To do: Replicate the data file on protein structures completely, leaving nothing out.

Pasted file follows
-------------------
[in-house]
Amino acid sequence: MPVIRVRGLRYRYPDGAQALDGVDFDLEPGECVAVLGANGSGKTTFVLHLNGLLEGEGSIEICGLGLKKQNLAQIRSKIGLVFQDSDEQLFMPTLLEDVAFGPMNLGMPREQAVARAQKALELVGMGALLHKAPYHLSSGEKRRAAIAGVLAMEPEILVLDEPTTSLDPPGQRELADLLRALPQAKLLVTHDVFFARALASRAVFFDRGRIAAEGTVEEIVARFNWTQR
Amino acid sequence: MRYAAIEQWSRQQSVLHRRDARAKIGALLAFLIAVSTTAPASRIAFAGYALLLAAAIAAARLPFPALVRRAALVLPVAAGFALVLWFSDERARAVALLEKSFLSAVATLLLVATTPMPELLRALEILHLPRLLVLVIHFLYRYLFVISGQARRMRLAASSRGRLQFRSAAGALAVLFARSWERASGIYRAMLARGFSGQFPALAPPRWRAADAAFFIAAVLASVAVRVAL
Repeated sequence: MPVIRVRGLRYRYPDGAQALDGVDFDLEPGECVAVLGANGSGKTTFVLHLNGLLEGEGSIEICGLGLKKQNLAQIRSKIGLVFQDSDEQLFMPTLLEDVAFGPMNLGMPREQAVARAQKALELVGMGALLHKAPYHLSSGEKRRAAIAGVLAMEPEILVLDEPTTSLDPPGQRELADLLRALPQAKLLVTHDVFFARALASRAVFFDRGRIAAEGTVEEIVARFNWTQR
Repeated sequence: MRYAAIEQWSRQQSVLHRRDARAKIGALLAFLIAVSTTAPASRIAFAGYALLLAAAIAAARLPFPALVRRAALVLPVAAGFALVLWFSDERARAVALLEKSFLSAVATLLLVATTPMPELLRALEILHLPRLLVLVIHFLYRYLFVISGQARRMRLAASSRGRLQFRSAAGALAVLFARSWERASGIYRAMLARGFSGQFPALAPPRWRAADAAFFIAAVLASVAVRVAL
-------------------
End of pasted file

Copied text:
[in-house]
Amino acid sequence: MPVIRVRGLRYRYPDGAQALDGVDFDLEPGECVAVLGANGSGKTTFVLHLNGLLEGEGSIEICGLGLKKQNLAQIRSKIGLVFQDSDEQLFMPTLLEDVAFGPMNLGMPREQAVARAQKALELVGMGALLHKAPYHLSSGEKRRAAIAGVLAMEPEILVLDEPTTSLDPPGQRELADLLRALPQAKLLVTHDVFFARALASRAVFFDRGRIAAEGTVEEIVARFNWTQR
Amino acid sequence: MRYAAIEQWSRQQSVLHRRDARAKIGALLAFLIAVSTTAPASRIAFAGYALLLAAAIAAARLPFPALVRRAALVLPVAAGFALVLWFSDERARAVALLEKSFLSAVATLLLVATTPMPELLRALEILHLPRLLVLVIHFLYRYLFVISGQARRMRLAASSRGRLQFRSAAGALAVLFARSWERASGIYRAMLARGFSGQFPALAPPRWRAADAAFFIAAVLASVAVRVAL
Repeated sequence: MPVIRVRGLRYRYPDGAQALDGVDFDLEPGECVAVLGANGSGKTTFVLHLNGLLEGEGSIEICGLGLKKQNLAQIRSKIGLVFQDSDEQLFMPTLLEDVAFGPMNLGMPREQAVARAQKALELVGMGALLHKAPYHLSSGEKRRAAIAGVLAMEPEILVLDEPTTSLDPPGQRELADLLRALPQAKLLVTHDVFFARALASRAVFFDRGRIAAEGTVEEIVARFNWTQR
Repeated sequence: MRYAAIEQWSRQQSVLHRRDARAKIGALLAFLIAVSTTAPASRIAFAGYALLLAAAIAAARLPFPALVRRAALVLPVAAGFALVLWFSDERARAVALLEKSFLSAVATLLLVATTPMPELLRALEILHLPRLLVLVIHFLYRYLFVISGQARRMRLAASSRGRLQFRSAAGALAVLFARSWERASGIYRAMLARGFSGQFPALAPPRWRAADAAFFIAAVLASVAVRVAL